I didn’t present my last novel, Only Breath, as magical realism though (arguably) it fits Zoe Brooks’ definition: “Magical Realism is a literary genre that incorporates fantastic or mythical elements into otherwise realistic fiction.” Instead, I called it a ghost story. The ghosts who haunt the pages of Only Breath are supernatural, extraordinary, otherworldly, and slip into what is otherwise realistic fiction without explanation, but they don’t seem magical to me in quite the right way for magical realism. In my opinion, the transition of the old man, Wesley Dubois, into a butterfly in Mikawadizi Storms better fits the bill. Wesley is so intent to engage the evil seeping from the depths of the open pit mine, he undergoes metamorphosis:

Orange and black butterflies began to swarm around him as Wesley moved through the woods, with each step more butterflies. Soon a cloud of butterflies the size of an open parachute followed him. He looked over his shoulders as he walked and laughed to see the orange cloud filled with flapping wings. As he approached Patriot mine, the thunderous noise grew louder and more menacing. A cold wind blew into his face, scattering the butterfly cloud for a moment but they quickly regrouped and moved forward behind the old man. Wesley lifted his arms and pointed his fingers straight out. His feet fell lightly on the ground. He turned his shoulders like an airplane banking and swooped to his right. His feet left the ground altogether. The swarm of butterflies grew thicker and larger. Flutter of a million wings filled the air with a feint hiss, which grew in volume as this orange cloud moved over the parking lot outside the main gate.

Wesley’s transition into a butterfly is the sort of magic I look for in magical realism, as are other magical elements in that novel – the whore house where residents age slowly, the mining engineer whose hands won’t stop growing, the explosion of darkness from the depths of an open-pit mine — so, I classified Mikawadizi Storms (and Zoe Brooks reviewed it) as magical realism. Though I often use magical elements to boost the intensity of the narrative in my writing, I’ve classified most of my other work differently – it’s just not the right sort of magic.

This post is part of the Magic Realism Blog Hop. About twenty blogs are taking part in the hop. Over three days (29th – 31st July 2015) these blogs will be posting about magic realism. Please take the time to click on the button below to visit them and remember that links to the new posts will be added over the three days, so do come back to read more.

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Desert Chimera by Leigh Podgorski

Six eclectic characters converge on an isolated desert cafe; powerful thunderheads close in, wolves howl in the distance.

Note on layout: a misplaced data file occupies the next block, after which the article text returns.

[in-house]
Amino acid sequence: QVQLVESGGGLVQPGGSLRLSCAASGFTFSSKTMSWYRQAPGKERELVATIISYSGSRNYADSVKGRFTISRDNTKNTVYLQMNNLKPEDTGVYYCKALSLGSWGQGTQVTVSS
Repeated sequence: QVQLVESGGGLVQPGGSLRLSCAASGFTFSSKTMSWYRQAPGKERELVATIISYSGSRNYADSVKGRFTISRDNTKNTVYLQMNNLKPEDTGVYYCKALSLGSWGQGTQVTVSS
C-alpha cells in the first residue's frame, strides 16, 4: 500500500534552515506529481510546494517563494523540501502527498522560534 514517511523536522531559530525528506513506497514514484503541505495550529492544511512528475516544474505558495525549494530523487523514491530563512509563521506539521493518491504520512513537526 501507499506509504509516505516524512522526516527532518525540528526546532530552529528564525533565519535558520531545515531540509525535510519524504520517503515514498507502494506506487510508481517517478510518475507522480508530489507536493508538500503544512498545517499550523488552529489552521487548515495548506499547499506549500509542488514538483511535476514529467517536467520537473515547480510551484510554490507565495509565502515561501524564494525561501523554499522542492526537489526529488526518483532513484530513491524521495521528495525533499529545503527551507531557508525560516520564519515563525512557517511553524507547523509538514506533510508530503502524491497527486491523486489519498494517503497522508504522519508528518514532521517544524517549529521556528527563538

Desert chimera“As evening deepened into night, the rain became a steady drumbeat tapping against the roof and pattering and sliding across the windows of the Desert Inn Cafe. The moon and her entourage of stars were hidden once again behind rolling clouds, and the sands shifted in wet dark waves of midnight black.”

If this setting suggests to you there’s about to be an epic conflict engaged and resolved, you’d be right. Protagonist and antagonist, both complex characters fashioned through remarkable back-stories, engage in a classic confrontation of good and evil, but also young and old, innocence and experience, apprentice and master. Dramatic tension inside the cafe mirrors the energy in the storm outside. As the inside conflict escalates, the storm intensifies, the howling increases, the pace accelerates. I swiped Kindle pages faster and faster as the action progressed, eager to learn what comes next.

Desert Chimera’s main tension is character-against-character but there’s also conflict internal to the protagonist, extending the novel’s overall focus on its characters. Some characters are sympathetic (in fact most are). One is deliciously evil, though even there the back-story hints at a tragic past giving explanation, if not exculpation, for the wickedness.

A chimera is (1) a fire-breathing monster or (2) a thing hoped for but impossible to achieve. The first meaning is the oldest, going back to ancient Greek Χίμαιρα and Homer’s story about Bellerophon’s slaying of the lion-headed, goat-bodied, serpent-tailed monster whose “breath came out in terrible blasts of burning flame.” It’s surprising one word has these seemingly unrelated meanings. Which sort of chimera do we have here? I think an argument can be made for either (or both). I won’t go into details, but suggest it’s something to keep in mind as you read this intriguing book.